Seattle Athletic Club

Jun
07

Third Limb of Patanjali’s Eight Limbed Path: Asana

The third limb of Patanjali’s eight limbed path is Asana, which can be translated as “seat” or “posture.” This is where most of us step onto the yogic path, through a practice of hatha yoga. Hatha can be translated as the union (yoga) of sun (ha) and moon (tha) where ha and tha are like the Taoist words yang and yin which point to active and receptive qualities within our minds and bodies– active and receptive always in relation to something else. Hatha yoga is the yoga of the body, in which we balance these qualities (ha and tha) by finding the mid point between effort and ease, balancing strength with flexibility, finding optimal alignment within the body, with gravity and with the larger forces within and around us.

Asana refers to the various shapes in which our bodies are stretched in every direction from every orientation including forward, backward, twisted, upside down, reclining, prone seated and standing. Hatha yoga postures are an accessible and effective way of keeping the body/mind healthy, while balancing our subtle energies (the same energies balanced by acupuncture). There are many styles of hatha yoga to choose from so that a teenager, a young adult, a middle-aged man or an elderly woman can all find a practice that supports their body at their particular stage of life. Hatha yoga asanas, practiced with awareness, are something we can do throughout our lifetime.

When we practice asana, the simple guidelines Patanjali offers are to make it steady and pleasant. While performing a posture, we allow a steady, smooth breath so that our mind can relax and stay present, merging with whatever sensations arise. We take many actions within the pose to support good physical and energetic alignment so that we can relax our effort and find the support of gravity and the larger reservoirs of energy within and around us. Proper sequencing enhances the depth with which we can enter the postures by preparing the body to open so that we go deeper within a single pose or within a particular kind of pose such as backbends or twists.

Hatha Yoga asanas stretch and strengthen the entire body, and release stress held within our organs, supporting their proper functioning, while also toning the glandular system which supports healthy bodily cycles like menstruation, menopause, our stress response and overall mood. The proper performance and regular practice of asana will support us on all of these levels and allow these good effects to take root and blossom into a balanced and harmonious body/mind/heart. An imbalance at any level affects all levels, so working through the body tension allows for a smooth flow of energy through our emotional and mental systems and vice versa.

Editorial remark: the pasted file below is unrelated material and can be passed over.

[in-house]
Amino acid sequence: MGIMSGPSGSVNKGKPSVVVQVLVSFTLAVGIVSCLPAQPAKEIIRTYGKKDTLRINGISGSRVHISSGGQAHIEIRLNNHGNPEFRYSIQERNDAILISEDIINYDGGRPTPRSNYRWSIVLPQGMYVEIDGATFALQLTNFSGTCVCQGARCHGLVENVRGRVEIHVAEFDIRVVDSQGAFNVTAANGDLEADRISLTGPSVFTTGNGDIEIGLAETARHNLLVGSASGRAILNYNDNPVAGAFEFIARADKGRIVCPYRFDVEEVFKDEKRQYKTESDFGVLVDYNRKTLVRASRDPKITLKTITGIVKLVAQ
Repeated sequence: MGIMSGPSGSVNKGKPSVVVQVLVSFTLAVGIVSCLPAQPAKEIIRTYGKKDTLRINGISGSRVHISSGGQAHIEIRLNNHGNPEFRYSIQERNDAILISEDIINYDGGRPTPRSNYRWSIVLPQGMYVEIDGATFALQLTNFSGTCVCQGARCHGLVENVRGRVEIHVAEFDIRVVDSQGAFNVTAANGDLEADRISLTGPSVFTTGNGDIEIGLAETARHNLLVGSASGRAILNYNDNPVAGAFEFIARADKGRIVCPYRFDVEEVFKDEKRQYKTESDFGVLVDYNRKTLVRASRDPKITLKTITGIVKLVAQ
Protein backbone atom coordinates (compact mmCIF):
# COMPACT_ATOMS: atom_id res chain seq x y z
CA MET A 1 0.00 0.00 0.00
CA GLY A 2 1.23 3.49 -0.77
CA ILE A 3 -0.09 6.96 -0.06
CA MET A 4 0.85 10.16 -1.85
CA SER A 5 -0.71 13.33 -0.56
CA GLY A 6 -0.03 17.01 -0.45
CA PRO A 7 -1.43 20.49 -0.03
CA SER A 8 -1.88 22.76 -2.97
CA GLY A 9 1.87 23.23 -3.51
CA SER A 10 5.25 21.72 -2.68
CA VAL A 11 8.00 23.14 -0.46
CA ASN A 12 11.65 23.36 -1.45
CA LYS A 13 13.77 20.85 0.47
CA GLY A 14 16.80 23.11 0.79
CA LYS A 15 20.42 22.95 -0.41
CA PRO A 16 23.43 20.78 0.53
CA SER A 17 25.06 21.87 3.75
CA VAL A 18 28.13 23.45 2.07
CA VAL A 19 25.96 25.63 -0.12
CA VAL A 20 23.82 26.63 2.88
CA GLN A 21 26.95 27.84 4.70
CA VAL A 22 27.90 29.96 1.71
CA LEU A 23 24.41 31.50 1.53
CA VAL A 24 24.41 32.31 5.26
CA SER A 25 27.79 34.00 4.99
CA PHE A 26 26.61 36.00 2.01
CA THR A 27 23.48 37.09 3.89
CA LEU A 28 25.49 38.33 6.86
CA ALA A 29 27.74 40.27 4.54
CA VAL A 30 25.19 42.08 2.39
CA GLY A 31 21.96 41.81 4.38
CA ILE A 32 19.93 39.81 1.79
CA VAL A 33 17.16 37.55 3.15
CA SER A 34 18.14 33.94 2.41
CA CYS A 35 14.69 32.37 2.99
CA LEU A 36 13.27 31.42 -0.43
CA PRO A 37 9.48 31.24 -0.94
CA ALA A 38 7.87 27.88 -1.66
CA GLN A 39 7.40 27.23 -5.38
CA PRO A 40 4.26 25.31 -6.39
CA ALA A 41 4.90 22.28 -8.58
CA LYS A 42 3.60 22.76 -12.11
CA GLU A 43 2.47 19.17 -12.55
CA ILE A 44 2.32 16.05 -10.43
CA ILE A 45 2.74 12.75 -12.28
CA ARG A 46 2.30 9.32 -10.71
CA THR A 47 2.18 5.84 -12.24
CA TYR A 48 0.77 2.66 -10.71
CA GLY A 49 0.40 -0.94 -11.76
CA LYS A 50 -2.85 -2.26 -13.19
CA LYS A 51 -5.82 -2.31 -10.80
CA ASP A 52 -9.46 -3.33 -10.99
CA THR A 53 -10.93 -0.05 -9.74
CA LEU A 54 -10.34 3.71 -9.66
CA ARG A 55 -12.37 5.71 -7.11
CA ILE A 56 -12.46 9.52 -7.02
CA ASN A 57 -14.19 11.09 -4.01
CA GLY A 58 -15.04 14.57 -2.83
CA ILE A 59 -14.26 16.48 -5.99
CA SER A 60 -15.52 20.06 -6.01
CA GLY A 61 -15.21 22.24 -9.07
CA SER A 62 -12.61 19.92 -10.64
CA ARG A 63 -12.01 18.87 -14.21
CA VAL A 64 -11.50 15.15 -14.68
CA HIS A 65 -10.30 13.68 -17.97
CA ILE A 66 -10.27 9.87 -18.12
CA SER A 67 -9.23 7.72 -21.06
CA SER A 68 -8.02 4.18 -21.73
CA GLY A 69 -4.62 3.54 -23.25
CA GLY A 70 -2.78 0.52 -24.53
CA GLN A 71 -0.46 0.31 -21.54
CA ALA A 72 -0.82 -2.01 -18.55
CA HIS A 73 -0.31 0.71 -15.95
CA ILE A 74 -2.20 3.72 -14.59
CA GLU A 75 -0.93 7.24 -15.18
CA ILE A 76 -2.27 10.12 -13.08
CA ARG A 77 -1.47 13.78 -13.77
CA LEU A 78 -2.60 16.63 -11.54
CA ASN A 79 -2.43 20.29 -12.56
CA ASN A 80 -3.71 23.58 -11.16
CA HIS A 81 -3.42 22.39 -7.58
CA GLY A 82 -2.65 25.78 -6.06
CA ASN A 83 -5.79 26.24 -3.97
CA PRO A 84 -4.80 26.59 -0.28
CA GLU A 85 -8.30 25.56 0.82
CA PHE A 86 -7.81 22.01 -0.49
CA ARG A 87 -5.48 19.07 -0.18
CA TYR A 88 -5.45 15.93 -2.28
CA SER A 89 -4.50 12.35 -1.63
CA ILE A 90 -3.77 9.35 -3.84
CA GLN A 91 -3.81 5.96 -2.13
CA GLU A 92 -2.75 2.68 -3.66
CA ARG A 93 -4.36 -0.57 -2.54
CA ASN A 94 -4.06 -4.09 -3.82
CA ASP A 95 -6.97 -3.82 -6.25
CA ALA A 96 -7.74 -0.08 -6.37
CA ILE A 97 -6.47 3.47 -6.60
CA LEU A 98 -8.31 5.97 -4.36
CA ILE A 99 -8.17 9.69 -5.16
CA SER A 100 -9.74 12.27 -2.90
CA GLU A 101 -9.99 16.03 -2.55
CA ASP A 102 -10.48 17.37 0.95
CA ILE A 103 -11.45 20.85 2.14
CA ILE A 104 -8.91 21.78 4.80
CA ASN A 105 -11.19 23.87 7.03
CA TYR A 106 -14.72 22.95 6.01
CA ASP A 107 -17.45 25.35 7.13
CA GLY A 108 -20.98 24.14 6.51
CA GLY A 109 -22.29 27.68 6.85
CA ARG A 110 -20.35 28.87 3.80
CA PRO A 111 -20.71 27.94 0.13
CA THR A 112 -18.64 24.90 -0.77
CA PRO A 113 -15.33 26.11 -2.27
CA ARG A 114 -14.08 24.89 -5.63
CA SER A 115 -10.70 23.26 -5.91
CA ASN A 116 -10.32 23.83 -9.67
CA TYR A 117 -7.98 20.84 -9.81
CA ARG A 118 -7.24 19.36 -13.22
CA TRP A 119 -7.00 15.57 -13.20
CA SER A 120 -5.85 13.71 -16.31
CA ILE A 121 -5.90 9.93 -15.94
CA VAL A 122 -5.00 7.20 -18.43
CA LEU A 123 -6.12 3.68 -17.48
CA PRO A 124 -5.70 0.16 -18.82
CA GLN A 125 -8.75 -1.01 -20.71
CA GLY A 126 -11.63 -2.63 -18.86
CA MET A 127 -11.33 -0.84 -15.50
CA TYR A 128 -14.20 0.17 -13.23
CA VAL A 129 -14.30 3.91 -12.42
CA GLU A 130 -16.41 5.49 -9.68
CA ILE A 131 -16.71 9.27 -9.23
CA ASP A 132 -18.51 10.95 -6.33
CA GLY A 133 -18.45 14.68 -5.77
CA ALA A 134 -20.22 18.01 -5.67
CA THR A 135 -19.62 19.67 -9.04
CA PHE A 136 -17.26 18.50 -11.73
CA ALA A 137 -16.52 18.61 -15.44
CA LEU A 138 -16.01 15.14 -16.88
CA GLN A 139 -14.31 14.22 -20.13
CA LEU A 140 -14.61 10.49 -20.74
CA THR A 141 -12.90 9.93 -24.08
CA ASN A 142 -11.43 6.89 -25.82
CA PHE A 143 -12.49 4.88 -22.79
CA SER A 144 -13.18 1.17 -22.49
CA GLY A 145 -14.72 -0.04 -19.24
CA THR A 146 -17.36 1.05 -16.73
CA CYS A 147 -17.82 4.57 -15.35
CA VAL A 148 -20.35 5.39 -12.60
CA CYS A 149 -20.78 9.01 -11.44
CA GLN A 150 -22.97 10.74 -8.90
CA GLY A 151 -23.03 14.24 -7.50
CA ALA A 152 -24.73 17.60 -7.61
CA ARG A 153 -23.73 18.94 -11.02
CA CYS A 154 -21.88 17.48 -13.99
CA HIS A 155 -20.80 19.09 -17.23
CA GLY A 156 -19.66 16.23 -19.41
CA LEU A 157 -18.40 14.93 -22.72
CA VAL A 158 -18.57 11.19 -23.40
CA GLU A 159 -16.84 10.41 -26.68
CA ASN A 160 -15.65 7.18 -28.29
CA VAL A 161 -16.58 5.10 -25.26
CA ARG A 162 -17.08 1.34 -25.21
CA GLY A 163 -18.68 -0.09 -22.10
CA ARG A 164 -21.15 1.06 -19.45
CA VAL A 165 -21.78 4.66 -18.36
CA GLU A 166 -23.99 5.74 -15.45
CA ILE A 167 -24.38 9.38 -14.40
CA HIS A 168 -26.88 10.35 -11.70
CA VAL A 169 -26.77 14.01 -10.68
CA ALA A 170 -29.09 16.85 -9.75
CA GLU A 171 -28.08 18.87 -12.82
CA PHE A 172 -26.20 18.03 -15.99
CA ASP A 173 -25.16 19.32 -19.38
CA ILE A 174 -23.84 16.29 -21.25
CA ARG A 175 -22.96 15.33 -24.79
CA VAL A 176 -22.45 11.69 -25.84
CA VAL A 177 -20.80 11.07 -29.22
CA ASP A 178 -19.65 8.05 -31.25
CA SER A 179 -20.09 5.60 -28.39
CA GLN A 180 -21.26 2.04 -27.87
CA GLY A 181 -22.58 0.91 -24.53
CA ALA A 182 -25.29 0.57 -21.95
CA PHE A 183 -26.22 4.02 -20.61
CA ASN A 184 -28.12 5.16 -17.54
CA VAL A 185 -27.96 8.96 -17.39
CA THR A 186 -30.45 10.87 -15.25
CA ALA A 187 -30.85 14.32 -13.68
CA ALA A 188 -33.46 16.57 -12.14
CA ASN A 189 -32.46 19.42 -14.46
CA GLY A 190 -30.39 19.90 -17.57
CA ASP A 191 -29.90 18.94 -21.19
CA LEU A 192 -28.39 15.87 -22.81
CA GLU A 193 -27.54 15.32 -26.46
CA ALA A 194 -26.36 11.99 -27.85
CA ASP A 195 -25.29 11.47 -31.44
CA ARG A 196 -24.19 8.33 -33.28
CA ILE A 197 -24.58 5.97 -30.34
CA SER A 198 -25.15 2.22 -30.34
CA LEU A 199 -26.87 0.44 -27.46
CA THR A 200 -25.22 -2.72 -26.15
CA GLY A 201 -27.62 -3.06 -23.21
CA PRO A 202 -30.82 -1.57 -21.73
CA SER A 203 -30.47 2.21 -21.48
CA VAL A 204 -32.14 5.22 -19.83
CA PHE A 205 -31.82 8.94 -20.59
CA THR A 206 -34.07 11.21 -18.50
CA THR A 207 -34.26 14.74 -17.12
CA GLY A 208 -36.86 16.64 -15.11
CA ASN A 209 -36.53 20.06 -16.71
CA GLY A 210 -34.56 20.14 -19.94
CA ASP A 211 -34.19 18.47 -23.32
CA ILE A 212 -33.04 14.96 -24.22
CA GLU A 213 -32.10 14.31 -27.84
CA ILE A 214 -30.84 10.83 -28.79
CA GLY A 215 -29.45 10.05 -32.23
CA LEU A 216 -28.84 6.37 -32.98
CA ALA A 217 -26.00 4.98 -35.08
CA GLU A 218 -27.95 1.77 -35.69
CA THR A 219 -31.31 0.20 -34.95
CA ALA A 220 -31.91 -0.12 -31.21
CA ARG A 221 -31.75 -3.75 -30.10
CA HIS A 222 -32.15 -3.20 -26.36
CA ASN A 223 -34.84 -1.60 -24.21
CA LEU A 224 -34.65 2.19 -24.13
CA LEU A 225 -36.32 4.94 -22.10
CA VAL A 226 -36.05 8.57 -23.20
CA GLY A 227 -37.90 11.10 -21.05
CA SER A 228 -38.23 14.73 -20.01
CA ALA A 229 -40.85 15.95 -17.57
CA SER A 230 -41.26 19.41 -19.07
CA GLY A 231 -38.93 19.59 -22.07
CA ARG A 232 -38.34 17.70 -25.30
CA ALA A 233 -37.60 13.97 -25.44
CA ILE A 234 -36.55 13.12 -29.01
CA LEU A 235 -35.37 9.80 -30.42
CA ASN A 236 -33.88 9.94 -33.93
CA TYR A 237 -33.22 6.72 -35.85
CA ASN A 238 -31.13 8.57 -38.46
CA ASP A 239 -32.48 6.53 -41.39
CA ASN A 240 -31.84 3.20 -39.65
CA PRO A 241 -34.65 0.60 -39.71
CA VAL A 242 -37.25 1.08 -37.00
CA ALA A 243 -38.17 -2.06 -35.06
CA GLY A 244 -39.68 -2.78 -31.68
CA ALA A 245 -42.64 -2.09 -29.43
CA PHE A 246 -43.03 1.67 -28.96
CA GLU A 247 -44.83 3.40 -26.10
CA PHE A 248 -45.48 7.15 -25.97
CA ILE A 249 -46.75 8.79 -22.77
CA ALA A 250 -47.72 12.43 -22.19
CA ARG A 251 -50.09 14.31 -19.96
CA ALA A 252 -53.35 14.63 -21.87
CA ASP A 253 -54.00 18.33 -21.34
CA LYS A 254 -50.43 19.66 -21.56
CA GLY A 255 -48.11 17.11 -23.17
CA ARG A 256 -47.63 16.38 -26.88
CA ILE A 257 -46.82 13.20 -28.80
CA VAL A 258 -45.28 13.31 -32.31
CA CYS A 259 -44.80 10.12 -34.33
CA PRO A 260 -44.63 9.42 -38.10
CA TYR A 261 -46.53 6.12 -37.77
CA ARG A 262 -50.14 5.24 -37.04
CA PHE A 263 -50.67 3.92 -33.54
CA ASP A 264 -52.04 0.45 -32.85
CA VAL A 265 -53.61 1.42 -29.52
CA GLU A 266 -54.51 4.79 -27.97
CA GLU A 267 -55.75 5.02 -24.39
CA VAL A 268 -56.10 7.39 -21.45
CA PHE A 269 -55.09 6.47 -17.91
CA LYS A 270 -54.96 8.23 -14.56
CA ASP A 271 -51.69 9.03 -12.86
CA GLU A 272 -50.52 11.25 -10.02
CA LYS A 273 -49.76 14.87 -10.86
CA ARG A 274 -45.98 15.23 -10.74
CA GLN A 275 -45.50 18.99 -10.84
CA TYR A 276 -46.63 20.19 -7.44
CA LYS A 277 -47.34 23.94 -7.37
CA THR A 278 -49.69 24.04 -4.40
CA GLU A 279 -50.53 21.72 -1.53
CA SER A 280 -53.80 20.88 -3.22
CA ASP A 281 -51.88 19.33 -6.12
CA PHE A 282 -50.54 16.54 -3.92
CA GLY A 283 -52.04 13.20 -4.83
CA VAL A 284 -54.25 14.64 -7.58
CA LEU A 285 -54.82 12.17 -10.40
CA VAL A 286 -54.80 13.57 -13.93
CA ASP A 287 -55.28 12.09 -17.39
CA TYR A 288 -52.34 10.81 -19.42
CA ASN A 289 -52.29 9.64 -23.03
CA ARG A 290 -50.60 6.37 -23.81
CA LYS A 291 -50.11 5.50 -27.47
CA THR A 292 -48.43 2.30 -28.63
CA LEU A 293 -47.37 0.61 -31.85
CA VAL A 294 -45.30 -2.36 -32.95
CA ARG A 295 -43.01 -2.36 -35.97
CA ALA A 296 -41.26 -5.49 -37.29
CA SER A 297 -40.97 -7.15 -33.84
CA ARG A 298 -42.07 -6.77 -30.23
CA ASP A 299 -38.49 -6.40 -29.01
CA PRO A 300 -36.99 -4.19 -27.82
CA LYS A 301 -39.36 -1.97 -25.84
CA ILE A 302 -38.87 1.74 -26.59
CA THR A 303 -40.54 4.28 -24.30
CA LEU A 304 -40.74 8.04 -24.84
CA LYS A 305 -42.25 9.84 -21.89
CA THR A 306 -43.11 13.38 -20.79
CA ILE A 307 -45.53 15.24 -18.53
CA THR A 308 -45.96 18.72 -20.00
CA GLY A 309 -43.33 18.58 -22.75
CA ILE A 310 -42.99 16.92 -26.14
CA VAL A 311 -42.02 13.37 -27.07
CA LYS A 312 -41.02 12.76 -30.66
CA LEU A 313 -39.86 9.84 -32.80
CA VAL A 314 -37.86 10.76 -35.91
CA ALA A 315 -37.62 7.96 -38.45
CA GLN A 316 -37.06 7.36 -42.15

For asana to be most effective, we have to practice with sensitivity to our internal energy, understanding ourselves enough to see how we are faring with the tensions of life. During particularly stressful times it might be best to use the yoga practice as a time to restore and renew our energy. Likewise if we are feeling stuck and immobile, a practice that gets us moving is more appropriate. Understanding our constitution and how the seasonal shifts affect us also supports our self-understanding so that we can tailor a practice that will be balancing to our body/mind rather than throwing us deeper into imbalance.

When our teacher is leading our practice, these considerations still apply. Our teachers may not always offer the practice that is appropriate to us that day, but we can be sensitive to ourselves so that we can surrender to the flow of the class while still staying connected to our energy level and any limitations that need to be considered. Our home practice allows us to tailor the practice to our needs each time, as well as supporting the integration of all we receive in class and the awakening of our inner teacher, our true guide.

So, in looking at your asana practice, notice what you are practicing, how often, and also how you are practicing (your state of mind). One helpful lens from Anusara yoga is to evaluate your asana based on action, alignment and attitude. Once we learn the proper actions that support a balanced body, we apply them each time. We learn to be sensitive to our alignment and we look at our minds. Often our mind is sleepy, distracted, trying to be good, overly striving, overly focused on the external. In practicing asana, we notice these mental patterns while bringing awareness back to the present moment breath and sensation, and tuning our awareness to go deeper within. This attention to how we are practicing, to the qualities with which we infuse our practice, whether focused, gentle, devotional, sensitive, expansive, etc. is what brings the asana to life and makes the practice more than just physical exercise.

So, this week, take a look at your asana practice. Are you finding ease and steadiness with the postures; practicing in a way that makes you feel good? If not, what blocks you from finding this? Are you competing with yourself or others? Is your mind distracted? Are you discouraged or self-critical? If so, practice coming back to your body sensations themselves, and give them your full attention. Open to whatever you find while also tuning your awareness to an attitude that is more in alignment with your deeper motivation for practice. A balanced practice will leave you feeling lighter, steadier, peaceful and more integrated on all levels. Any posture we are taking is asana, so practice awareness of the shapes you find yourself in during your work day, and around the house, and try bringing more awareness to your asana all the time!

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